Paul Grech: Running a Shop In the Heart of San Francisco
'Old-school mechanic' works on old cars too
"If you're looking for a straight shooter who knows what he's doing, look no further than Allied, anchored by the husband/wife team, Paul and Marianne."
Maybe that testimonial, found on the Internet, says it best. It's talking about Paul E. Grech - a legend in his own time - the longtime owner of Allied Engine & Auto Repair, which is smack-dab in the heart of San Francisco. And, apparently, Paul and his wife are smack-dab in the hearts of many San Francisco residents.
Paul's shop has been at 751 Ellis Street for 36 years. He's the kind of shop owner who treats people right. The kind of guy who keeps dog biscuits for customers' pets. And the kind of business owner who is nice to people, friendly and well-known. As one customer says, "Seemingly every person who walks or drives by says 'hi' to Paul, who has been on Ellis for decades."
Paul always tries to win over a customer's confidence as quickly as possible. "Once you have done that, it's smooth sailing," he says. "Once they trust you, the whole transaction takes a lot less time. I want them to feel good about coming to Allied Engine."
He also uses humor. For example, his Yellow Pages ad has a line that says, "Open Saturdays, sometimes, when the wife lets me."
People tell him the shop has a Cheers bar atmosphere, says Paul.
"I like all of the interaction with people, the problem solving with the cars, rescuing people with car problems, working with parts people and doing business with the tool guy," he says. "It also helps that I have an excellent memory, and I almost always recognize their voice and remember what kind of car they have. They like being a name and not just a number."
Being nice is just part of Paul's persona. But being nice pays off - literally - says Paul. "You need to be nice to everyone, because you never know what that one encounter will lead to." For example, says Paul, "I like it when I can buy something from the tool guy who needs a sale that day. One tool guy appreciated my doing that so much, he gave me a stock tip that turned a $5,000 investment into a $50,000 profit. And one day, a limousine driver drove in at lunchtime with a broken fan belt. He needed it fixed immediately while his client for the day was at lunch. I fixed it for him right away and it was a big turning point in my business. It turned out he knew my father-in-law when they were kids. He belonged to a co-op of 20 limousines. Their current mechanic couldn't or wouldn't get the limos back in service fast enough. The income from that account alone in two years time enabled me to buy the building I am in."
Another Internet testimonial writer says, "Paul is the old-school mechanic of your dreams. Always does a great job on my VW. Always honest and always tells me what he is going to do with my car before he does, and he always tells me the cost. Good guy who does excellent work and takes pride in it."
Paul's shop works on new vehicles, both domestic and foreign. But it's also known for its work on older vehicles. Currently in Paul's shop is a 1964 Studebaker Avanti, a 1966 Dodge Charger, a 1955 Chevrolet, and a 1938 Ford pickup.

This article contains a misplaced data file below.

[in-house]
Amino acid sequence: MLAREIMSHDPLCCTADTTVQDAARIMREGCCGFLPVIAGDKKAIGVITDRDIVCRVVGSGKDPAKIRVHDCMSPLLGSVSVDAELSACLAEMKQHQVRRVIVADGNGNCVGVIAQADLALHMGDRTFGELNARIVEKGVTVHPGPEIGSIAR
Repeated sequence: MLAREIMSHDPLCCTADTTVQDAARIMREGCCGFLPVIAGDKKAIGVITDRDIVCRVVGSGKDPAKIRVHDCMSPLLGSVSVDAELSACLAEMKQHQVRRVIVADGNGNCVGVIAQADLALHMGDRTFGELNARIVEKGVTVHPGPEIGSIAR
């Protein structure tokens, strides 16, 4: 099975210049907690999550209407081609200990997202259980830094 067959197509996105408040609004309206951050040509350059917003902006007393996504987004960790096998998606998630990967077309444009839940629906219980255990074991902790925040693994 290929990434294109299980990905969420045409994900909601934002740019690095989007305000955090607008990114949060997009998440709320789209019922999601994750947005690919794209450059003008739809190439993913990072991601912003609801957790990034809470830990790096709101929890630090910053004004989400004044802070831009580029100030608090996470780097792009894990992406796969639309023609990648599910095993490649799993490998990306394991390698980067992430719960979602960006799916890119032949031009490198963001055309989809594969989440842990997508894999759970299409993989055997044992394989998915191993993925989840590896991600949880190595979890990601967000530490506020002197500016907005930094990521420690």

"The best marketing tool I have is a nice-looking old classic car," says Paul. "I try to keep one in front of the shop. It brings me business. People walking by say things like, 'He must do good work because look at what kind of cars people trust him with.' I have owned a 1957 Ford Thunderbird for 46 years, longer than I have been married to Marianne. I have a sign for it that I display at car shows. The sign says, 'Same wife 42 years, same car 46 years (close!).' The Thunderbird's license plate says 'First Love.' When people ask me about my second love, I point to my wife."
Working on older cars is like an annuity, says Paul. "They provide a steady income. For example, 2008 was the worst year I have had fiscally. Fortunately, the old car part of the business kept us going without having to lay anyone off or cut their pay."
The current recession is impacting him, too. But here's a man who has been through a lot. He has made it through two gas shortages, the 1980-81 credit crisis, the 1989 earthquake, the 1991 recession, and "9/11" in 2001.
Paul first worked in a shop after school and during the summer when he was 13 years old. "I liked the cars, tools and the stability the industry had to offer," he says. "I also like having to use both my mental and manual dexterity skills that this job requires."
He worked in a small general repair shop for 11 years before buying the first half of Allied Engine & Auto Repair in 1973 for $2,500 and the second half in 1974. "I ran it by myself for four months. The first 10 months I did $92,000 in business. But that was good because the rent was only $250 a month. My best year, with five employees, I did $700,000 in business."
Paul currently employs two technicians and his wife runs the office.
He says his wife has very good people skills, and customers thoroughly enjoy being taken care of by her. "She handles all of the paper work, orders parts, drives people home and picks them up," says Paul. "People ask for her instead of me lots of times."
When you hear that and read testimonials on the Internet like the one that says, "No urban legend this time, folks. He's real," it's obvious that Paul and Marianne have captured the hearts of the people in the city by the bay. Who knows? Maybe Tony Bennett is thinking of them too when he croons, "I left my heart in San Francisco."
Name of Shop: Allied Engine & Auto Repair
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